The supplied EEET2169_Lab1.zip file contains a number of calibrated photographs from the University of Texas calibrated natural image database . These images contain linear sRGB pixel values.
a) Open the file sRGBToGray.m. This file defines a function (to be written by you) that accepts a linear sRGB image (no gamma correction) as it’s input and returns a linear grayscale image as it’s output. Pixel values in the grayscale image should contain the luminance (but not chromaticity) information from the sRGB input image. Hint: convert from sRGB to the CIE XYZ colour space.
b) Load the test image 7292.png (from the images/ subdirectory of the supplied .zip file) and display it on the screen.
c) Convert this image from linear sRGB to grayscale using sRGBToGray(). Display this grayscale image on the screen.
d) Save this linear grayscale image as an 8-bit grayscale PNG image (no alpha channel) to a file named 7292_linear.png to include in your report.
e) Plot the histogram of pixel intensity values for this linear grayscale image, and include it in your report. Make sure all axes are labelled.
f) Gamma correct this linear grayscale image for your monitor.
g) Save this gamma corrected grayscale image as an 8-bit grayscale PNG image (no alpha channel) to a file named 7292_corrected.png to include in your report.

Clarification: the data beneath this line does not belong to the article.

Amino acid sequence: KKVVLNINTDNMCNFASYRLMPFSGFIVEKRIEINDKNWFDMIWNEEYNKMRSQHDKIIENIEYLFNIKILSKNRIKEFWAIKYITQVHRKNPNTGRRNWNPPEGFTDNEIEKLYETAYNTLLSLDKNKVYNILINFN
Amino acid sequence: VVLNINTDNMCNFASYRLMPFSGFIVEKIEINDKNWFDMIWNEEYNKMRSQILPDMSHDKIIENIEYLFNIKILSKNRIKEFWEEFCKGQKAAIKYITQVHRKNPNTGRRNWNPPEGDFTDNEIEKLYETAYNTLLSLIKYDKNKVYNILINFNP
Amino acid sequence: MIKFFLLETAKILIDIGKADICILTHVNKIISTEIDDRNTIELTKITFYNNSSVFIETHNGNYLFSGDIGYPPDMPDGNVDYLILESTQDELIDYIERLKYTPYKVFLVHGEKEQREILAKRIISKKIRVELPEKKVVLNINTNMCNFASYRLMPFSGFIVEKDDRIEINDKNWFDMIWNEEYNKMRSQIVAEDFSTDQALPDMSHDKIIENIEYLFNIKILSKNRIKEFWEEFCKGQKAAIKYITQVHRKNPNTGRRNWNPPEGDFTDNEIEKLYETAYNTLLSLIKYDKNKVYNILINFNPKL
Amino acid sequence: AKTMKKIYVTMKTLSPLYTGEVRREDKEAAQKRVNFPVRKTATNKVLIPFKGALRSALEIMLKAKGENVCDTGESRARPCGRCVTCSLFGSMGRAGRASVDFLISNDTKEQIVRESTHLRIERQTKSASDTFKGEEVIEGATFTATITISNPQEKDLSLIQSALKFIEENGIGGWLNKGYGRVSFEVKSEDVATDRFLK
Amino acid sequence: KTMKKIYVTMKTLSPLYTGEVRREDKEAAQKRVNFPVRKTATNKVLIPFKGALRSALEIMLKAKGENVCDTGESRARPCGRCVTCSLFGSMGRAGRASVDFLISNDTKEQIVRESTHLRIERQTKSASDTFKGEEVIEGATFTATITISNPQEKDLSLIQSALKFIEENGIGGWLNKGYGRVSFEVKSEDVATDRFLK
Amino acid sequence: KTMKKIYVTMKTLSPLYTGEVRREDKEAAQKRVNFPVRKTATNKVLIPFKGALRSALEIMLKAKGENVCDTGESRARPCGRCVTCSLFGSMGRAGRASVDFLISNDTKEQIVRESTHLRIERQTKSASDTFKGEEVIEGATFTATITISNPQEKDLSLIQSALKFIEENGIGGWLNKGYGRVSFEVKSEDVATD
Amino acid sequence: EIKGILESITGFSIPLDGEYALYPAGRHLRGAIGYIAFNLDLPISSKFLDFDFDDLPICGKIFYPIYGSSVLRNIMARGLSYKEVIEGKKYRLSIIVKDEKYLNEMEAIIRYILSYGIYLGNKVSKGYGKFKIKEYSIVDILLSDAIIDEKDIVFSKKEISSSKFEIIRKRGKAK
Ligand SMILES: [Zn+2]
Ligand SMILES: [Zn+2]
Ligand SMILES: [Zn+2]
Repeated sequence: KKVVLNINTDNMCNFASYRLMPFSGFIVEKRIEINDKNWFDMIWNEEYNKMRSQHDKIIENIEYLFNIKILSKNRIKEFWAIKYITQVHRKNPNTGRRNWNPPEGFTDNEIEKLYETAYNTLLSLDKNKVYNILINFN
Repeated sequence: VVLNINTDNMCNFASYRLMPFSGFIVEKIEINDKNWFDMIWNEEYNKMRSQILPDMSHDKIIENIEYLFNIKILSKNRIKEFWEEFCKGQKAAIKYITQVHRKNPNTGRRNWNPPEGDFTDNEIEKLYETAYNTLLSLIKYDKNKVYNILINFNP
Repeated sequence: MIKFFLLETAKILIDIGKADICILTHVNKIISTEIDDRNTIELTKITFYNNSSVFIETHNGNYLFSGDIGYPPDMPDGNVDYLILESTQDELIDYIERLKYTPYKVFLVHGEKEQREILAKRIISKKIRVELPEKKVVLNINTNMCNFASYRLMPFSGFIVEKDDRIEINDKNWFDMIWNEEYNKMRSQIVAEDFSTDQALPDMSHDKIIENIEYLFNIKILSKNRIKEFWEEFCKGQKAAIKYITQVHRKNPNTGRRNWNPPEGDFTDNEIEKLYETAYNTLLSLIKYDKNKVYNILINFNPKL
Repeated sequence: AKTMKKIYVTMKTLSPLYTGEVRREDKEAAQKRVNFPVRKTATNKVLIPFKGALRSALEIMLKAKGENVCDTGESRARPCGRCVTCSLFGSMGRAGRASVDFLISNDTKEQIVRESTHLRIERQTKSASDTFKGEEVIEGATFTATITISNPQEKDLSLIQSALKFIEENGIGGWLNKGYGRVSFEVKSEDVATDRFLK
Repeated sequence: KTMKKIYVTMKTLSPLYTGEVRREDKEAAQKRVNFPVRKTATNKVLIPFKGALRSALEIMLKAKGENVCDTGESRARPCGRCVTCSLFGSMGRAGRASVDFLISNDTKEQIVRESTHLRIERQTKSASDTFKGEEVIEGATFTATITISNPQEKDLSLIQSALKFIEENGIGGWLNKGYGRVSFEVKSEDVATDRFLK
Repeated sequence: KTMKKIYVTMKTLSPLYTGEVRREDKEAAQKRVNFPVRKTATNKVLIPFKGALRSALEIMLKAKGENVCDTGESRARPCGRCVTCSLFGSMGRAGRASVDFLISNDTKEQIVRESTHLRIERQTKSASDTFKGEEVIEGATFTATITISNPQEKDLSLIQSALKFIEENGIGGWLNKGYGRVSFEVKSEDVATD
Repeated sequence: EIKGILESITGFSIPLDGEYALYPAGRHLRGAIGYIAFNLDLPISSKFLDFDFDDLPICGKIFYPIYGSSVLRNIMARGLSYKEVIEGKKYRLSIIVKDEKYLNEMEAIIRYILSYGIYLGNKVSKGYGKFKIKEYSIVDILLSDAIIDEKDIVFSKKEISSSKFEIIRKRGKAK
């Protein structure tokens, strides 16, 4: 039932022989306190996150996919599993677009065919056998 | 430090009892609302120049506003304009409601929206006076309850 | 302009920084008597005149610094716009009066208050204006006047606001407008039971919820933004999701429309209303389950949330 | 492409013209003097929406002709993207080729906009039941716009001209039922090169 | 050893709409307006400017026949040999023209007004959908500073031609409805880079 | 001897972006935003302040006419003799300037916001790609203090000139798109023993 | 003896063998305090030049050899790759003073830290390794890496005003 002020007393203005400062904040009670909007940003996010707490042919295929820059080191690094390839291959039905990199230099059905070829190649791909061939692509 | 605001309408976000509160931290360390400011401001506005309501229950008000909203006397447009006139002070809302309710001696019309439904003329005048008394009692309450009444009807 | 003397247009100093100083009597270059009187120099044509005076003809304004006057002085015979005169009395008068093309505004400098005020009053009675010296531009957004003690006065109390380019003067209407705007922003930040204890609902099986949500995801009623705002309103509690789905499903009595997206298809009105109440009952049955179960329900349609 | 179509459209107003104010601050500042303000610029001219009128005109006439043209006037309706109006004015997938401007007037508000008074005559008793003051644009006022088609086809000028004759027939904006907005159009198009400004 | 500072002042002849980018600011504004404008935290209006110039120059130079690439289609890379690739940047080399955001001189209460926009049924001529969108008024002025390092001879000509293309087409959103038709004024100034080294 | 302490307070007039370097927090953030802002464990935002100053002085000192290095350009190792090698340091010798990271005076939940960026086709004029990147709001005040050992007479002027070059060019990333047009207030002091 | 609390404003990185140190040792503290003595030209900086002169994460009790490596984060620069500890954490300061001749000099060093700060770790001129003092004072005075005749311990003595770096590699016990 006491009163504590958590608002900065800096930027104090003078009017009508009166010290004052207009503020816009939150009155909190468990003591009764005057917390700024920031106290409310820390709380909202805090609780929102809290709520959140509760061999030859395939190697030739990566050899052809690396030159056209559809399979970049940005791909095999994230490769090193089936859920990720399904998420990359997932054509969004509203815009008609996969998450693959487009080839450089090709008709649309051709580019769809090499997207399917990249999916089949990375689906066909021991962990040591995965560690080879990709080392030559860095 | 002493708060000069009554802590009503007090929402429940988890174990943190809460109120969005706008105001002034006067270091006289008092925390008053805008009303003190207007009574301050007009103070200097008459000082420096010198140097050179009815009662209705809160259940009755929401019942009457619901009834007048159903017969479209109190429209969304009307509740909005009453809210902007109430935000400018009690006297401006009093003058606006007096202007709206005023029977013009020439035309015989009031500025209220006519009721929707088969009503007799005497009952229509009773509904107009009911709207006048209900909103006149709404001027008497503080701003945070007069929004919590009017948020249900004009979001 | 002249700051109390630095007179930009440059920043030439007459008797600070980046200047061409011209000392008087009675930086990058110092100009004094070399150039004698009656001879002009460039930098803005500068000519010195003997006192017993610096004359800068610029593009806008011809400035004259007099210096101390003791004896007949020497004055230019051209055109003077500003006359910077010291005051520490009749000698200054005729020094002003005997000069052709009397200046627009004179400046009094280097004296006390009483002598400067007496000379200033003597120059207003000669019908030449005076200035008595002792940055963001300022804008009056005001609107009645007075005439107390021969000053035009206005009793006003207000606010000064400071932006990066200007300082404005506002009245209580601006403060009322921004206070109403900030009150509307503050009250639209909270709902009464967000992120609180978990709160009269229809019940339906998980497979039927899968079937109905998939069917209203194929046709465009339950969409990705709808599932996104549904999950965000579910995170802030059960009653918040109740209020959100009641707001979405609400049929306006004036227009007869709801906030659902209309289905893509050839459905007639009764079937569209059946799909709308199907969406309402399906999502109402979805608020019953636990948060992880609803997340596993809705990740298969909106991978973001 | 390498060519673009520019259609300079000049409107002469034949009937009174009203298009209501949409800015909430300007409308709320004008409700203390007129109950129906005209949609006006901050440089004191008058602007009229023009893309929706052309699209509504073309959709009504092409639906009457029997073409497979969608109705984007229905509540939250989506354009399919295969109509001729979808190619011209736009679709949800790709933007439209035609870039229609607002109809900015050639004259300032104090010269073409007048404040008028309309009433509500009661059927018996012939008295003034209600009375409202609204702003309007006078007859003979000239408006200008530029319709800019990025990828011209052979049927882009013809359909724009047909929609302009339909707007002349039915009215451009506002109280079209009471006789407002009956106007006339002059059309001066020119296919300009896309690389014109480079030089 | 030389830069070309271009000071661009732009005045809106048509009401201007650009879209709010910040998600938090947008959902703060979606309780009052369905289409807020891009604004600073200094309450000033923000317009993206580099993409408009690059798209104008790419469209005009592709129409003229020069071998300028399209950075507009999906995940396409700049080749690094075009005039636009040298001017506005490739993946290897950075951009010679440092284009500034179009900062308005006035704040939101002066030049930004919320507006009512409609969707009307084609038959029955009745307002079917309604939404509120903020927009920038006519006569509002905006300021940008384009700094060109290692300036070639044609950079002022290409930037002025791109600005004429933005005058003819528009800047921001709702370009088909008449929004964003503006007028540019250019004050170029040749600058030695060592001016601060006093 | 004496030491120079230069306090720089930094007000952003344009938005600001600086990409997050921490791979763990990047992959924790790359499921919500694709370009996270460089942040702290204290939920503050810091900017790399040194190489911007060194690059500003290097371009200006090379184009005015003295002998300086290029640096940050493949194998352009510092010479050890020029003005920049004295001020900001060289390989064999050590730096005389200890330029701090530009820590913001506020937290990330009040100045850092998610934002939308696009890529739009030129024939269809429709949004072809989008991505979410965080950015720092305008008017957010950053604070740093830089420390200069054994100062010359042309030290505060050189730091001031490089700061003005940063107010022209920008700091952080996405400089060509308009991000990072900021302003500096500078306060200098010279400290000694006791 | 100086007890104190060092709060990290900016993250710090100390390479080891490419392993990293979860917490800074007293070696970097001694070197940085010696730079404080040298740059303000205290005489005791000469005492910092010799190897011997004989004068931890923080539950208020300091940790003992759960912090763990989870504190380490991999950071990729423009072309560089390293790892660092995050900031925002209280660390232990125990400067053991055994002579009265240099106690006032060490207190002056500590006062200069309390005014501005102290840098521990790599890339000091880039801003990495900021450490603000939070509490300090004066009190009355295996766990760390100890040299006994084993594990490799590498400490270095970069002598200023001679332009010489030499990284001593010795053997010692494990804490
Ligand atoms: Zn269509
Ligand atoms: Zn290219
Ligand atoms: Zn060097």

h) Plot the histogram of pixel intensity values for this gamma corrected grayscale image, and include it in your report.
4 Colour space conversions In Matlab:
a) Load the linear sRGB image 7292.png from Section 3.2 above.
b) Convert this image to a grayscale image using the function rgb2gray() provided by the Image Processing Toolbox, and gamma correct this image for your monitor.
c) Compare this new grayscale image with the grayscale image you derived in Section 3.2(f). Note and discuss any differences in your report.
5 Histogram processing In Matlab:
a) Open the file eqHist.m. This file defines a function (to be written by you) that accepts two input arguments: a grayscale image, imgIn, and a positive integer, nLvls, specifying the desired number of gray levels. This function should perform global histogram equalization, i.e., it should transform the input image, imgIn, into an image, imgOut, with nLvls gray levels, mapping an approximately equal number of pixels to each gray level in imgOut. Do not use the function histeq() provided by the image processing toolbox.
b) Use eqHist() to equalize the histogram of the linear grayscale image from 3.2(c) above. Save the resulting image as an 8-bit grayscale PNG image to a file named 7292_eq.png to include in your report.
c) In your report, show both images (i.e., before and after histogram equalization) together with their corresponding histograms. Comment on the likely source of any artefacts present.
d) How do your results differ if you apply histogram equalization after gamma correction? 6 Report and assessment